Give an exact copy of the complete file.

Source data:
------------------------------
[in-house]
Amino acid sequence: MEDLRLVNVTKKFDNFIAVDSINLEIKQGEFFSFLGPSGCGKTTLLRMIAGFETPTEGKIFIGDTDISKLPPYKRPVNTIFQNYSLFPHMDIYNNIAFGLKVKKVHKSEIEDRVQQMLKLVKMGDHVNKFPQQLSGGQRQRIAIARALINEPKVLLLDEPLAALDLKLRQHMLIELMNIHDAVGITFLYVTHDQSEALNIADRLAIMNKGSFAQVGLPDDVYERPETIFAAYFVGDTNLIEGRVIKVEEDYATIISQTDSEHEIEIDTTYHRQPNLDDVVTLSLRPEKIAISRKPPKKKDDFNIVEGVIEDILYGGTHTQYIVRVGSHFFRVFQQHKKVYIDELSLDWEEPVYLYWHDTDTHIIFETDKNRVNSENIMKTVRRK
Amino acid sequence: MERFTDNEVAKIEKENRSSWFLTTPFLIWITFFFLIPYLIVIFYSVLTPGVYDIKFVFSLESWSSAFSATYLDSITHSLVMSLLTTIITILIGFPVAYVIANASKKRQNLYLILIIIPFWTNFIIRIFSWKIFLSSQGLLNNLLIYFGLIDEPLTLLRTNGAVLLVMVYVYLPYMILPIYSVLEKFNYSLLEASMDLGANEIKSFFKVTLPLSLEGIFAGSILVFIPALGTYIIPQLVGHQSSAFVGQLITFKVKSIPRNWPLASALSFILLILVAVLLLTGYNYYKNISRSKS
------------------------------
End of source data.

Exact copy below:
[in-house]
Amino acid sequence: MEDLRLVNVTKKFDNFIAVDSINLEIKQGEFFSFLGPSGCGKTTLLRMIAGFETPTEGKIFIGDTDISKLPPYKRPVNTIFQNYSLFPHMDIYNNIAFGLKVKKVHKSEIEDRVQQMLKLVKMGDHVNKFPQQLSGGQRQRIAIARALINEPKVLLLDEPLAALDLKLRQHMLIELMNIHDAVGITFLYVTHDQSEALNIADRLAIMNKGSFAQVGLPDDVYERPETIFAAYFVGDTNLIEGRVIKVEEDYATIISQTDSEHEIEIDTTYHRQPNLDDVVTLSLRPEKIAISRKPPKKKDDFNIVEGVIEDILYGGTHTQYIVRVGSHFFRVFQQHKKVYIDELSLDWEEPVYLYWHDTDTHIIFETDKNRVNSENIMKTVRRK
Amino acid sequence: MERFTDNEVAKIEKENRSSWFLTTPFLIWITFFFLIPYLIVIFYSVLTPGVYDIKFVFSLESWSSAFSATYLDSITHSLVMSLLTTIITILIGFPVAYVIANASKKRQNLYLILIIIPFWTNFIIRIFSWKIFLSSQGLLNNLLIYFGLIDEPLTLLRTNGAVLLVMVYVYLPYMILPIYSVLEKFNYSLLEASMDLGANEIKSFFKVTLPLSLEGIFAGSILVFIPALGTYIIPQLVGHQSSAFVGQLITFKVKSIPRNWPLASALSFILLILVAVLLLTGYNYYKNISRSKS